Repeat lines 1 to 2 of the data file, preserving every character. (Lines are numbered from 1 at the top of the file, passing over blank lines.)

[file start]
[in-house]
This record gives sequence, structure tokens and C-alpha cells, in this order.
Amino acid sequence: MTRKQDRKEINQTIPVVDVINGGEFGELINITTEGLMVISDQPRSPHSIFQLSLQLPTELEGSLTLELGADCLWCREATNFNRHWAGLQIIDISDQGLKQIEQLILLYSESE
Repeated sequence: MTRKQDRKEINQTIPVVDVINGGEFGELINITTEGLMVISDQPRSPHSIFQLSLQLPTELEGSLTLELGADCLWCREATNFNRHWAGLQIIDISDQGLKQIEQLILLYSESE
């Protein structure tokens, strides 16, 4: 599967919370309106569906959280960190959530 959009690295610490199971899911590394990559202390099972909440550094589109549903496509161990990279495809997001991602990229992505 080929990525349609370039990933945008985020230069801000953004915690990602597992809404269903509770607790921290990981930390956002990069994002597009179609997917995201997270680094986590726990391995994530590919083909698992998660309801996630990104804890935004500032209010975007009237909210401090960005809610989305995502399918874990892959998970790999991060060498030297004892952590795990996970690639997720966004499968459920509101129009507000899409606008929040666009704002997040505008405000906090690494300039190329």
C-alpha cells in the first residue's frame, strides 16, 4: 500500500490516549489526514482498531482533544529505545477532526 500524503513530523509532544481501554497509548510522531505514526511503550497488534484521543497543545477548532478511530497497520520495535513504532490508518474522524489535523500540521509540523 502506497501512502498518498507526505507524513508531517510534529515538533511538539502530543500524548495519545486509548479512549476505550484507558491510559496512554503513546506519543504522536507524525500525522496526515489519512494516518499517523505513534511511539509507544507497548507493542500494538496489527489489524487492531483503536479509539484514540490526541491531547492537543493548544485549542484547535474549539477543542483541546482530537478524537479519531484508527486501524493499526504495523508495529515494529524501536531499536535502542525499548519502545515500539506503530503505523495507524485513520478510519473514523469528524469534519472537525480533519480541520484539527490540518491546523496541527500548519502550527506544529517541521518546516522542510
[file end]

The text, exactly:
[in-house]
This record gives sequence, structure tokens and C-alpha cells, in this order.